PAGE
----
On Wednesday morning, Hall of Fame defensive tackle Warren Sapp did something unexpected, given his reputation. The man known as a bully (at times) both on the field and off it told Dan Patrick that Dolphins tackle Jonathan Martin did the right thing by not confronting teammate Richie Incognito, and instead by essentially “telling on” the man who allegedly had been bullying Martin.
As some of you pointed out after we praised Sapp on Twitter for not adopting the all-too-common belief that Martin should have physically confronted Incognito, there’s a chance that Sapp had been warned by his current employer — the NFL — to not say anything to suggest that Martin should have resorted to violence.
Regardless, Sapp apparently is no stranger to the issue of bullying. Former Tampa teammate Keyshawn Johnson told 95.7 The Game in San Francisco that Sapp bullied Bucs defensive tackle Chidi Ahanotu, and that it continued until Ahanotu (wait for it) physically confronted Sapp.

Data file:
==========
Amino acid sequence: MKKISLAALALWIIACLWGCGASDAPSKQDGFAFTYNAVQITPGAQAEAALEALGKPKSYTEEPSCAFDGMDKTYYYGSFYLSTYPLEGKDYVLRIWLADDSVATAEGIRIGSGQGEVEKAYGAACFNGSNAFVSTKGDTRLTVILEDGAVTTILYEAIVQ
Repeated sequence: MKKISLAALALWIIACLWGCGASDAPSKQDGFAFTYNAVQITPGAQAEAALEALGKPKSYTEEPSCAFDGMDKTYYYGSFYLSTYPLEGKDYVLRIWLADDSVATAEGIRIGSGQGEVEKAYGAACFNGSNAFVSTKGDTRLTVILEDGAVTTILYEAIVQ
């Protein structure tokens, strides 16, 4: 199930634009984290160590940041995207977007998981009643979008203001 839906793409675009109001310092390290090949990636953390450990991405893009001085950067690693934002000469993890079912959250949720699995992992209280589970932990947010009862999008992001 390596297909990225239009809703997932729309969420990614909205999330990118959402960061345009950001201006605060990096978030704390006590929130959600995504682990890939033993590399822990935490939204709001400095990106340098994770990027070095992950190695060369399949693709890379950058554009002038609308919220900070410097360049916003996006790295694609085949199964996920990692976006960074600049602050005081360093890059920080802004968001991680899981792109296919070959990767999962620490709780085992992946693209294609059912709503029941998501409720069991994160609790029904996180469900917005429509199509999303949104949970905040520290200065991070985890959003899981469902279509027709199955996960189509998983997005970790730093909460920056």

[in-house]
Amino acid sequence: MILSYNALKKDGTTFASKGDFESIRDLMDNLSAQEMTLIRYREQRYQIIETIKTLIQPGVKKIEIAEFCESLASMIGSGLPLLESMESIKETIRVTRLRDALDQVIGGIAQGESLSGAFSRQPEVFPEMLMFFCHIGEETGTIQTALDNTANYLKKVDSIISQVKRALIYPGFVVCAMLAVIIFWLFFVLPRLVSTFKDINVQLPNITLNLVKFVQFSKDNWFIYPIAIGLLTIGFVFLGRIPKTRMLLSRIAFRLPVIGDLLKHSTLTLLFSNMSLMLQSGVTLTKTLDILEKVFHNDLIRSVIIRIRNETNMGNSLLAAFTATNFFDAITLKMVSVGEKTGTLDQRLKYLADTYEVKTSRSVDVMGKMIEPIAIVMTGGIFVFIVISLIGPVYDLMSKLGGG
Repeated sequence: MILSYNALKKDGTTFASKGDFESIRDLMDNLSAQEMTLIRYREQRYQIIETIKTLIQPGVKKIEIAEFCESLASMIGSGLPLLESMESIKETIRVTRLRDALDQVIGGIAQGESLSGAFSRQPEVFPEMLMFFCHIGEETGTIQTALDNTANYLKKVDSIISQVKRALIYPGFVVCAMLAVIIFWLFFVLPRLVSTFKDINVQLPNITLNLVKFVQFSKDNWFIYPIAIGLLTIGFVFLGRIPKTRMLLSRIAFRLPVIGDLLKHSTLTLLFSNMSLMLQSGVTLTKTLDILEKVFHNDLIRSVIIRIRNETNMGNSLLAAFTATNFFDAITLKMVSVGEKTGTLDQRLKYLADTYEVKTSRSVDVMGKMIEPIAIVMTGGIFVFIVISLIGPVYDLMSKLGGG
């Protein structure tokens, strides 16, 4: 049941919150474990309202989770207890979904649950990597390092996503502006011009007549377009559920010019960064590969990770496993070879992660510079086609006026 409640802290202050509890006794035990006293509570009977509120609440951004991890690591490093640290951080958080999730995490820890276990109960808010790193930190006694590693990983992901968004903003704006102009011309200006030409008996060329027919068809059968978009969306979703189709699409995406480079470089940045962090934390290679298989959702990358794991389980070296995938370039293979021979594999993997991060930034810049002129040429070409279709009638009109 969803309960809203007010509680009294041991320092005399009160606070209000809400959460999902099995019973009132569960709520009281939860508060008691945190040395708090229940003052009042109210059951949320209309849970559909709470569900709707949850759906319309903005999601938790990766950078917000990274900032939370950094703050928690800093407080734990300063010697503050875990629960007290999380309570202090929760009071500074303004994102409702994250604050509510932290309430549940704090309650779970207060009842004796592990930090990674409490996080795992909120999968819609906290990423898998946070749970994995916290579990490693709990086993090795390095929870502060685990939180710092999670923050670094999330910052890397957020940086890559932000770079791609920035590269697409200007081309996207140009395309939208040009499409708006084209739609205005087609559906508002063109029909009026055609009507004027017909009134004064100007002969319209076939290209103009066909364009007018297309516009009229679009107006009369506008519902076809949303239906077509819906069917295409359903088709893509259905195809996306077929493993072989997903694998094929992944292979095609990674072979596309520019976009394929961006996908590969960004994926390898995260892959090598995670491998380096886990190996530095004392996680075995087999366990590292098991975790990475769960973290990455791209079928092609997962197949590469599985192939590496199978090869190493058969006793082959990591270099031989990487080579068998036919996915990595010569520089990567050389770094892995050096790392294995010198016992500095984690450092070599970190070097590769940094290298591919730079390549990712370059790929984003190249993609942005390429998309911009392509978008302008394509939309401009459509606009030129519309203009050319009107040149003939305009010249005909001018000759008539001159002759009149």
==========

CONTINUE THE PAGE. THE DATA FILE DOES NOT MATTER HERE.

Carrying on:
“Chidi Ahanotu played with me in Tampa Bay, and I used to watch Warren Sapp do some similar things to Chidi Ahanotu,” Johnson said. “Now I’m saying this on the record, and it’s going to go all over the country after I say this. I used to watch him try to bully Chidi Ahanotu, OK? Because he felt he was more superior than Chidi. So one day, you know what Ahanotu did? He got up and he told him, ‘Get your you-know-what in the middle of the floor right now. I’m tired of it.’
“And at that point guess what Sapp did? He sat down. And then everybody else in the locker room, me, the Derrick Brookses, the Brian Kellys, we all said, ‘Good for you, man.’ [Sapp] didn’t want no part of it. Until you stand up for yourself and don’t allow these chumps to do that sort of stuff to you, they’ll keep doing it. That’s the way bullies are.”
Ahanotu confirmed Keyshawn’s account in a separate appearance on 95.7 The Game, even though Ahanotu said he wasn’t bullied by Sapp because Ahanotu regularly fought back.
“Sapp likes to target certain people,” Ahanotu said. “And he was really bullying everybody in that facility, actually. That’s what he turned into. . . . I think fame and money kind of changes people, and he’s a prime example of that. . . . Six years of dealing with that, and finally he said the wrong thing . . . talking about my dad, and that’s when I said, ‘OK, that’s it, man.’ I grabbed my helmet and I was about to beat his head in.”
For more from Sapp on the issue of the day, including his contention that Incognito once dropped the “N” word on Sapp during a game, here’s a clip of his appearance on The Dan Patrick Show.